I've got a lot of articles here about time tracking. Here's the key post I usually refer people to who are thinking of starting, my newest tracking, and some videos on how to do it -
Do some time tracking.
Beyond that, I aim for a 70% success rate with my goals. So if I'm looking to spend one hour per day doing some major implementation, I'm not beating myself up if I'm only succeeding 4-5 times per week to start. Or if I do a week in a row, but then miss three days. It happens. It's normal when you're doing things. I set my goals such that the 70% level is sufficient, though public accountability and deadlines both help if you want 100%.
Habit installation takes a while. ... sorry. I'm generally micro-level impatient and I want everything to go faster than it does, but things go slowly. Sucks. But it's true. So if you currently don't do something, and want to, it'll probably take longer than you expect. (The flipside is that it tends to be easier to continue habits once they're automatic than you'd expect)
"Deserve's got nothin' to do with it" - So, it's one of the most insufferable things about our generation, and I reckon I should point it out to you even though you didn't ask about it specifically.
"but feel that i'm earning wayyyyyyyy below what i SHOULD be earning, given what i already know."
I like Western movies a lot, and one of my favorite is Clint Eastwood's "Unforgiven" - amazing movie. Everyone should watch it.
The last gunfight, when the guy is bleeding out and says, "I don't deserve this..." and the reply - "Deserve's got nothin' to do with it."
That's one of my favorite quotes. Deserve's got nothin' to do with it.
There's no "should", there's no "deserve" - you get what you go GET, y'know? You shouldn't get income, you don't deserve income, nothing like that. You get what you go GET.
Our generation catches some shit for wanting to be Emperor of the Universe before we've paid our dues. In some ways, I think it's cool because oftentimes we try stuff we're stupid and crazy to try, and sometimes it works. I'm not one for slowly working up the ladder and don't advocate that.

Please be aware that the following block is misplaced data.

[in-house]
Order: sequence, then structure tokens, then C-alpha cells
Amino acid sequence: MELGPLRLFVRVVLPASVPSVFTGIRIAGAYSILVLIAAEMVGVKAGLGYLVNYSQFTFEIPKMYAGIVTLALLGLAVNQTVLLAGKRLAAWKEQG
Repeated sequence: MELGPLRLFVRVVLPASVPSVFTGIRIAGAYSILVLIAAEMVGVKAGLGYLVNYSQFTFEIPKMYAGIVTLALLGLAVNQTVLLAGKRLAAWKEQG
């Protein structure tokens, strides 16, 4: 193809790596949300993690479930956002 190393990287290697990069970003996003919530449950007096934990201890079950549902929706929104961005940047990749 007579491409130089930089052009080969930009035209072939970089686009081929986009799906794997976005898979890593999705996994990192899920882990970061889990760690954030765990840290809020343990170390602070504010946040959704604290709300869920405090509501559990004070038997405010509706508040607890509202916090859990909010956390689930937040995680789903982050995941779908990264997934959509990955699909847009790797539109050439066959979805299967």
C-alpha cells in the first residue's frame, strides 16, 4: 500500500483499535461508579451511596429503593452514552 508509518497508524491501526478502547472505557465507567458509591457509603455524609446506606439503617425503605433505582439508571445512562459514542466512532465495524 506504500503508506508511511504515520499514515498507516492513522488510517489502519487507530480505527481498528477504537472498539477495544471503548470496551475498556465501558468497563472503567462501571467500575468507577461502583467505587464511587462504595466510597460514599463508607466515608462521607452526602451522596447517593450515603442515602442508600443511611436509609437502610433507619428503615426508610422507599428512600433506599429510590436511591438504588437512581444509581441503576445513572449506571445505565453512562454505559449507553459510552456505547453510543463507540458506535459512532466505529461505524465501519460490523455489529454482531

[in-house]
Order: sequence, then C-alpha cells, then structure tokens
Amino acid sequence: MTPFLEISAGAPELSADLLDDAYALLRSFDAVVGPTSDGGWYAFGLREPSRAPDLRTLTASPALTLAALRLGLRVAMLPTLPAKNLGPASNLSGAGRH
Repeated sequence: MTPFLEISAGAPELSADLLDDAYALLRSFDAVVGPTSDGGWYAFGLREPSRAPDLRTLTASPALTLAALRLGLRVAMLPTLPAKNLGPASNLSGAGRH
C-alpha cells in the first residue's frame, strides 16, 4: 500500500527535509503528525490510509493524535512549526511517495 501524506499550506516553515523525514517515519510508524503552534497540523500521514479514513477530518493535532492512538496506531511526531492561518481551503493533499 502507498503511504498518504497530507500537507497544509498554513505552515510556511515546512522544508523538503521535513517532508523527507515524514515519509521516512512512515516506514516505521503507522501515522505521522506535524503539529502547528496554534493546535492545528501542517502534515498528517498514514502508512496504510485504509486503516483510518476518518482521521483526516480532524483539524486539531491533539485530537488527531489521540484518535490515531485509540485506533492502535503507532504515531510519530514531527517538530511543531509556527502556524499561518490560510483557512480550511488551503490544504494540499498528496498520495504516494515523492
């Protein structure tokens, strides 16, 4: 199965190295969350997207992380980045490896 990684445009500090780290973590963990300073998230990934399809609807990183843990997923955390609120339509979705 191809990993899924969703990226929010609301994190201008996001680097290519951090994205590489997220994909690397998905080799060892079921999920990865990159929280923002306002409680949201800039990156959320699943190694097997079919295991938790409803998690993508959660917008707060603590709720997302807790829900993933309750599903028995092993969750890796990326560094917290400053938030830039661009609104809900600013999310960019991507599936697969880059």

But nothing is deserved, there's no should. You get what you go GET. There's no should, no deserve, nothing is automatic or guaranteed... keep that in mind. Should has nothing to do with it. Deserve has nothing to do with it. You get what you go GET. You could, if you like, go get more. Then you'll have more. And that's how it works.
This might sound like a small thing, but it's actually a huge psychological shift. Once you realize that you deserve NOTHING, and are entitled to NOTHING, and NO ONE IS COMING TO SAVE YOU... then it's like, whoa, okay, I've go build some shit, and hustle, and win.
Sounds small, but it's not. Be very, very careful that you don't think you're entitled to income, success, prestige, whatever. There's ways into all of those things, but you need to take the action. You don't get a trophy for showing up, and you don't get rewards just because you should, or deserve, or because you have the talent... unless you apply that talent and go get it.
A lot of winning is shoveling shit. Unfortunately. Or rather, it's not about learning 4,000 moves. It's about doing a handful of moves 4,000 times. I like your idea to hire a virtual assistant, but it's not a magical panacea... you're still going to need to identify between 2 and 5 things that are going to have the highest impact for you, and practice doing those 2-5 things however long you need until it's near automatic.